European Interest

Ukraine worried about Russia offensive

Flickr/UNICEF Ukraine/CC BY 2.0
A destroyed building in Sloviansk, eastern Ukraine.

Russia may be about to escalate its conflict with Ukraine, including possibly launching a breakout offensive from Crimea. This is according to Ukrainian officials.

Specifically, Ukrainian officials are accusing Moscow-backed separatists in their country’s Donbas region of violating the latest cease-fire (called a “New Year’s Truce”) by attacking Ukrainian positions with a heavy-calibre weapon banned under the Minsk peace agreements.

As reported by Voice of America, an increasing number of Russian military convoys have been spotted moving toward the border between Crimea, the peninsula annexed by Moscow in 2014, and Ukrainian-held territory, and there have been ominous fighter-jet redeployments to Crimean airfields, according to the Institute for the Study of War, a Washington-based think tank.

“Russia continues to build up and prepare its military forces for possible offensive operations against Ukraine from the Crimean peninsula and the East,” the institute has reported. It says Russia could conduct such operations on short notice.

Analysts say the movements are threatening, but they are divided over the intent, with some suggesting President Vladimir Putin is keeping the West guessing.

“The data suggests that Putin is preparing to attack, although alternative interpretations are possible,” the institute said.

“The unpredictability is the point,” a senior European defence official told Voice of America. “Putin is testing Ukraine and the West to see if he’ll be checked, to see what he can get away with, and maybe with an eye to securing another summit early this year with [US President] Donald Trump,” he added.

Meanwhile, the press service of the Joint Forces Operation, the military command structure overseeing Ukraine’s defence against the Russian-led military intervention in eastern Ukraine, said Ukrainian positions near Novotashkivsk were struck by 120 millimetre mortar rounds on January 1.

Russian-led forces shelled Ukrainian positions also near the port city of Mariupol with 82mm mortars, the press service said.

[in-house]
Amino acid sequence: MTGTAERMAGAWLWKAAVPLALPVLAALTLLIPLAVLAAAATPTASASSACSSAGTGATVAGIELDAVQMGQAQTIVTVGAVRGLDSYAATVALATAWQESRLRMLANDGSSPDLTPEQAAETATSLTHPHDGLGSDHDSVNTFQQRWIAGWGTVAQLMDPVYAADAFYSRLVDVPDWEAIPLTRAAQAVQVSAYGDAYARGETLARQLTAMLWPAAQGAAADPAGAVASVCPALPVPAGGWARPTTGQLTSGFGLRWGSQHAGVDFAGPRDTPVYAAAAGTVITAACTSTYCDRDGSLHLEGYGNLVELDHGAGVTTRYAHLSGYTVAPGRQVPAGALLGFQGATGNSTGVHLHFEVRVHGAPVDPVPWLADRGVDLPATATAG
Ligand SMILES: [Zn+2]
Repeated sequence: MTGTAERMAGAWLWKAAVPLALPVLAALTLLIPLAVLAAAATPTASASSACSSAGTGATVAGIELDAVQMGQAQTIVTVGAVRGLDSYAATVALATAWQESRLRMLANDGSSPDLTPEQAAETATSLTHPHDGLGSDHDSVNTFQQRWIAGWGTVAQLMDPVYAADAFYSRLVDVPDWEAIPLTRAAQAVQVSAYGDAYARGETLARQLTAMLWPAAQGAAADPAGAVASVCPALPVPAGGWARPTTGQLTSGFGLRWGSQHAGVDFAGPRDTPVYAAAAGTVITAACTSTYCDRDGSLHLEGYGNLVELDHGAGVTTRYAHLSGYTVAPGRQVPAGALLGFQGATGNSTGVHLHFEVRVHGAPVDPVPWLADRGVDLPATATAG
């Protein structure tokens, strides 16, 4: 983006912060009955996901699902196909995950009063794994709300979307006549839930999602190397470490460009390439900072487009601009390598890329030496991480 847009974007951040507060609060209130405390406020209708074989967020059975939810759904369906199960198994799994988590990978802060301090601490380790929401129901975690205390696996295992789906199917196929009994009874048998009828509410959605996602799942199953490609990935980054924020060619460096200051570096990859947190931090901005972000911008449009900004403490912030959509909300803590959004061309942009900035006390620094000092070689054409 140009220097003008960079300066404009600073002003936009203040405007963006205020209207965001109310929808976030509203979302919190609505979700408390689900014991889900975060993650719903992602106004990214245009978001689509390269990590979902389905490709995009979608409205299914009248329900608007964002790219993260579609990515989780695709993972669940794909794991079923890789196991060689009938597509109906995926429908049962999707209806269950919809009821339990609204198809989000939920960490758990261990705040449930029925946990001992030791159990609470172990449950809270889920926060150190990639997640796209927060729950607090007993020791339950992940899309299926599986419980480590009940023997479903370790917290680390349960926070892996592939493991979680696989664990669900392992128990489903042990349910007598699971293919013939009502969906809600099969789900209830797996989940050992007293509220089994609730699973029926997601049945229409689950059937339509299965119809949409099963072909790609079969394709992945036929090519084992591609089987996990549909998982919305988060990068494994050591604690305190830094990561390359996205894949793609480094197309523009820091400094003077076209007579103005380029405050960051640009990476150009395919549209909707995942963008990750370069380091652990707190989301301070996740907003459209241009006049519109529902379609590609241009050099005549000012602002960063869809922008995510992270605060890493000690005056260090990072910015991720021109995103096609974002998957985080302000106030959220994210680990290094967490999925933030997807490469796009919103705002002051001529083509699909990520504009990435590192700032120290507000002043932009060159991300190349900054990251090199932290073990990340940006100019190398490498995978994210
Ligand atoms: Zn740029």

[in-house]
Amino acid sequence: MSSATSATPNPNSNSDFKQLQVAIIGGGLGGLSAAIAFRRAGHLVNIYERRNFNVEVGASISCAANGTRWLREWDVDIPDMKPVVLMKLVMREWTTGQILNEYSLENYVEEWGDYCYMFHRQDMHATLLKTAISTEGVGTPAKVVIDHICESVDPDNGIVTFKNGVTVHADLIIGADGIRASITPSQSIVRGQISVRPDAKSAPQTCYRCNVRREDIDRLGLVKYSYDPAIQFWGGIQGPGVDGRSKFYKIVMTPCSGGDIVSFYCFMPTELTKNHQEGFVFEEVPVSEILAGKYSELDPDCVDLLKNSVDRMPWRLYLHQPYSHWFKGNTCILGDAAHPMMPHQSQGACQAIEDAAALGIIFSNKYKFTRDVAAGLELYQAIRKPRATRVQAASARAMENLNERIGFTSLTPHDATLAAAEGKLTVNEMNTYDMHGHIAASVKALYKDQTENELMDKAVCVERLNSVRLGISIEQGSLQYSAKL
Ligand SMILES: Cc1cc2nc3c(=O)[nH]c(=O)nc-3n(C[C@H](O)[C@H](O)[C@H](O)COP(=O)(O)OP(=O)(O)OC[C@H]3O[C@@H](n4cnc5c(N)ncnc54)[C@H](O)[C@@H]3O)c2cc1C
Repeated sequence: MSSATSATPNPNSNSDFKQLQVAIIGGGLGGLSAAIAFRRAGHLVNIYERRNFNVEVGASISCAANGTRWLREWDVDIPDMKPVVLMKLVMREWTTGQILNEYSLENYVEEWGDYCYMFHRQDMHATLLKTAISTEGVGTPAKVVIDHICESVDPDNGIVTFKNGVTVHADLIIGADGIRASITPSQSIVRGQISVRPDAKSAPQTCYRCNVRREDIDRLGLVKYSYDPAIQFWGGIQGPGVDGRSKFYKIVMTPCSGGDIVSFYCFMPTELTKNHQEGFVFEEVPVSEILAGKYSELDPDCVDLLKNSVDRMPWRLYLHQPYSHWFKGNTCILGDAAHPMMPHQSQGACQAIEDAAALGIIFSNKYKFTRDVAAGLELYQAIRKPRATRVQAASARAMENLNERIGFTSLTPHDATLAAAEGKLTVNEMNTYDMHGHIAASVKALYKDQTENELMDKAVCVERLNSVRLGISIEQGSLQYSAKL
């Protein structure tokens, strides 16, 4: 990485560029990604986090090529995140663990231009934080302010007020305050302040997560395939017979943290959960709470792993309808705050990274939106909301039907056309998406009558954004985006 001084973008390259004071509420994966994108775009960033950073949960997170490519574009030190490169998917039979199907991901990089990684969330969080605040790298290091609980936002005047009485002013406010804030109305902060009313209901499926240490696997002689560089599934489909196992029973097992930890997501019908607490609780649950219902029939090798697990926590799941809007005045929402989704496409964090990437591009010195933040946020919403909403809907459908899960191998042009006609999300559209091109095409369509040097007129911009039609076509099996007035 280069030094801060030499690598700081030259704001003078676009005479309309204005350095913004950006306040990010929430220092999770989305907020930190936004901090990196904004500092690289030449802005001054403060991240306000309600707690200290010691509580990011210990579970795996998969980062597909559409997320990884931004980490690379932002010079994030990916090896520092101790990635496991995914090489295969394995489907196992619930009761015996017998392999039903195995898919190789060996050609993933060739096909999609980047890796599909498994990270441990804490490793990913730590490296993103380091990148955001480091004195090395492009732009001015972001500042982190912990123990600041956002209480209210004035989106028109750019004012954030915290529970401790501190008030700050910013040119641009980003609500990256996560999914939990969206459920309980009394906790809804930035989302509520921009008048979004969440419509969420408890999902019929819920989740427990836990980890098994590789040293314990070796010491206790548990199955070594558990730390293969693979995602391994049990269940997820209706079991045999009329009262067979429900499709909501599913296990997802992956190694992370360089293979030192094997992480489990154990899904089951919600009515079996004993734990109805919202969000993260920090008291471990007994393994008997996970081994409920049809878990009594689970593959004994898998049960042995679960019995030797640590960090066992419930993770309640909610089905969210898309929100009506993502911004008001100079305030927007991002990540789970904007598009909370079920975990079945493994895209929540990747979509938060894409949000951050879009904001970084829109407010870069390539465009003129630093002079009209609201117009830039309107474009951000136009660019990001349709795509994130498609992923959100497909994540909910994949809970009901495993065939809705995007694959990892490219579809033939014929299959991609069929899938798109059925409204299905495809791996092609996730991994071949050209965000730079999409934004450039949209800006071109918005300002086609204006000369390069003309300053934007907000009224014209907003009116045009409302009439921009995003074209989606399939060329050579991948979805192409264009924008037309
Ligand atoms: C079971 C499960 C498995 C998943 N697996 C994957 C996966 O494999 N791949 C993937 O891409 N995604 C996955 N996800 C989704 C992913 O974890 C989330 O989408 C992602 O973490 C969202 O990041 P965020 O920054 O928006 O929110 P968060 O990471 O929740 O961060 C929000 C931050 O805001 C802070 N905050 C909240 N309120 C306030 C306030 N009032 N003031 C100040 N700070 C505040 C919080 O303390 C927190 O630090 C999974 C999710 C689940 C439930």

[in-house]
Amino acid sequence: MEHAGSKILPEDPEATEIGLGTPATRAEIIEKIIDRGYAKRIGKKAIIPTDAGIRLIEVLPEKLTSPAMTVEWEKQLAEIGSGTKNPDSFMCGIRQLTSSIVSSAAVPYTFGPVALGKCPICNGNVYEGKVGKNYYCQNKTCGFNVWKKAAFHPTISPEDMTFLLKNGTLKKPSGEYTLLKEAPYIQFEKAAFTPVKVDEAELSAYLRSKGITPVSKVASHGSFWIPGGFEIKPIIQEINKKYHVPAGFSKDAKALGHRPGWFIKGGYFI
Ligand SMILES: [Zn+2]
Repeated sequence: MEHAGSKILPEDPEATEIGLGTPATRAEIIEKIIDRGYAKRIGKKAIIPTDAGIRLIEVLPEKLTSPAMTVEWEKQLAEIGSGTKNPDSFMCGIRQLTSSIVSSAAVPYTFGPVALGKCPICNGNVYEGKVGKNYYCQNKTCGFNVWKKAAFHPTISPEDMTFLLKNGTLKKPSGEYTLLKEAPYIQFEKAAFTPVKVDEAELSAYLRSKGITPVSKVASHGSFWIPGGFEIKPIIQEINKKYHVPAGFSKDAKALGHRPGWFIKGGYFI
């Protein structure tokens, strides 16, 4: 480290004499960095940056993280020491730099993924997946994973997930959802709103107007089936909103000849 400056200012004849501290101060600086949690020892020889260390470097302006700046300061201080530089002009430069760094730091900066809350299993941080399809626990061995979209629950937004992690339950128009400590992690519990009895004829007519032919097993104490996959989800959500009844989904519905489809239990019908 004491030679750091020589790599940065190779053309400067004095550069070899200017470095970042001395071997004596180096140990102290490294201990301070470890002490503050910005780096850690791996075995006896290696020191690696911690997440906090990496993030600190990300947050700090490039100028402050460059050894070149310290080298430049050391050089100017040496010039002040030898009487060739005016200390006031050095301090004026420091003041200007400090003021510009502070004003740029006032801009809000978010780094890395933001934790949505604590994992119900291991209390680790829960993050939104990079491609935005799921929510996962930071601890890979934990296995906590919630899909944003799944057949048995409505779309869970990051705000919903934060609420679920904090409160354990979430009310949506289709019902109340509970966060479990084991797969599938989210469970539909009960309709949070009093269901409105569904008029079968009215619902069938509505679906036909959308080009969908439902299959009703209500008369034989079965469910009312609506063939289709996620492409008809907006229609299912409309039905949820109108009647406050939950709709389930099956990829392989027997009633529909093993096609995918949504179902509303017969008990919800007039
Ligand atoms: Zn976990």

A former adviser to Putin, Andrey Illarionov, now one of the Russian leader’s most strident critics, warned last month that Moscow is ready to deploy special forces to seize a vital Communist-era canal that used to provide 85% of Crimea’s fresh water before Ukraine blocked it in 2014. He said the peninsula will face a severe water shortage in the summer, impacting farms and factories, as well as households.

According to Voice of America, some analysts suggest that Putin might cast any seizing of the canal as an intervention necessitated to prevent a Ukraine-provoked humanitarian crisis on the peninsula.

As for the redeployments and military build up, former commander of US Army Europe, Lt. Gen. Ben Hodges, who retired last year from active service, said it is alarming. The Russia government is seeking to redraw the borders more, he fears.

In an interview with the Military Times newspaper, Hodges said, unless there’s greater Western pushback, “they won’t stop until they completely own the Sea of Azov and have choked out Ukraine’s very important seaport of Mariupol”.

“The next phase will probably be land and sea operations that would eventually secure maybe even Mariupol but continue to take the Ukrainian coastline and connect Crimea back up to Russia along the Sea of Azov,” Hodges said. “It’s not going to happen in the next six months, but this is the direction they’re taking until they completely own the Black Sea and they’ve isolated Ukraine,” he added.


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